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EURO 2016, a major event to promote France's influence

EURO 2016, a major event to promote France’s influence

Published on May 26, 2016
From June 10 to July 10, 2016, France hosted the EURO Championship soccer tournament for the third time in the history of the competition (the country also hosted it in 1960 and 1984). In final, Portugal defeated Les Bleus 1-0 to become champions of Europe for the first time in its history.

The EURO tournament is the third most important sporting event in the world after the Olympic Games and the soccer World Cup. The event united passionate soccer fans and first-time spectators alike.
Some 2.5 million fans attended matches at one of the ten participating stadiums (Bordeaux, Lens, Lille, Lyon, Marseille, Nice, Paris, Saint-Denis — Stade de France, Saint-Etienne and Toulouse), 1 million of which came from other countries.

Hosting major sporting events in France is a priority for the national government and local communities, which seek to strengthen economic development, social cohesion, and the visibility and prominence of France abroad.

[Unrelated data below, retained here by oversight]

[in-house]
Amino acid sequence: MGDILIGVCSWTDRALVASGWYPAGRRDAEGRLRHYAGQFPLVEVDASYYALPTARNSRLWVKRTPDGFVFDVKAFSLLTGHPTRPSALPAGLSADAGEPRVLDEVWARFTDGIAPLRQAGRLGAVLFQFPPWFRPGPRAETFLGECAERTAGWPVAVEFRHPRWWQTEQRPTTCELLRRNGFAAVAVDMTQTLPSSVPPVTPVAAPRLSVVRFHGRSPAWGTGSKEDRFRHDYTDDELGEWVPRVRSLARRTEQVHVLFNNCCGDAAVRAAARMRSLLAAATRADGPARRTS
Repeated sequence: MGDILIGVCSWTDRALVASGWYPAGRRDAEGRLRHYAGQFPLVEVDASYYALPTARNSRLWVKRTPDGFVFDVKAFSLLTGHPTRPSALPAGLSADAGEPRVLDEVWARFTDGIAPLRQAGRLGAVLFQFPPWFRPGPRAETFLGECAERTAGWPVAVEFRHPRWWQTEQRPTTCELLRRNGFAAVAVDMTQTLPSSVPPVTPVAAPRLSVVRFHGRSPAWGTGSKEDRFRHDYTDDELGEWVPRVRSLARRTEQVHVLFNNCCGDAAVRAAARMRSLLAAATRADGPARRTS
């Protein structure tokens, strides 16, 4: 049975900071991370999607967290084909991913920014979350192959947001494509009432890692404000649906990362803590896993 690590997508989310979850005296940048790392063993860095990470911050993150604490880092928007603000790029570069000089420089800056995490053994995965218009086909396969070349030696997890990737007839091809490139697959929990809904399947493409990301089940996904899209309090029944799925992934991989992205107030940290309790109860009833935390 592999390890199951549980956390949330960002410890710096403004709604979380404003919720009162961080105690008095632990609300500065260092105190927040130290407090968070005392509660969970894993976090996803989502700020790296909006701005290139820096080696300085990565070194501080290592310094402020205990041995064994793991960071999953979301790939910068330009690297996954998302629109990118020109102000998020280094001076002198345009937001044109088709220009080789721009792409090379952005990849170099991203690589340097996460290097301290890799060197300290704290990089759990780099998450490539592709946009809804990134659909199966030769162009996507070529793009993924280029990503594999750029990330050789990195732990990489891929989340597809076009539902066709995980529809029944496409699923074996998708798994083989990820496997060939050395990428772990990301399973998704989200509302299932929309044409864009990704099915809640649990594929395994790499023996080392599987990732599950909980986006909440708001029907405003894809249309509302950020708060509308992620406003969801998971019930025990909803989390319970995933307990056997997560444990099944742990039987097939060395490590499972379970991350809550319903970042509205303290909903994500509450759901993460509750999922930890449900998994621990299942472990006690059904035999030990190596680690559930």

This competition, which was hosted by the Union of European Football Associations, expected to take in more than 1 billion euros in revenue. The 2016 EURO tournament provided an exceptional opportunity for France to promote innovation and expertise in a number of sectors, including transportation, the environment, construction, athletics, technology and tourism.

The EURO tournament in numbers:

  • 10 host cities,
  • 2.5 million spectators in the stadium,
  • 51 games,
  • 24 teams,

Portugal defeats France, wins Euro 2016 final

On June 19, France drew 0-0 with Switzerland to ensure first place in its group, after two victories against Romania (2-1) and Albania (2-0). Midfielder Dimitri Payet scored two goals over the course of two games and has been essential to the team throughout the opening two weeks.

These wins earned France a match against Ireland in the round of 16. The French team won 2-1 thanks to Antoine Griezmann, who fired two goals in a row against the "Boys in Green."

France returned to the Stade de France for a quarterfinal match against underdog team Iceland. With a 5-2 victory, they brought Iceland crashing back to reality and booked a spot in France’s first major-tournament semifinal in 10 years.

Against heavily fancied Germany, the French team scored two goals by Griezmann to qualify for the final (2-0). But in final, the substitute Éder won the European Championship for Portugal with a brilliant goal after Cristiano Ronaldo went off injured in the first half.

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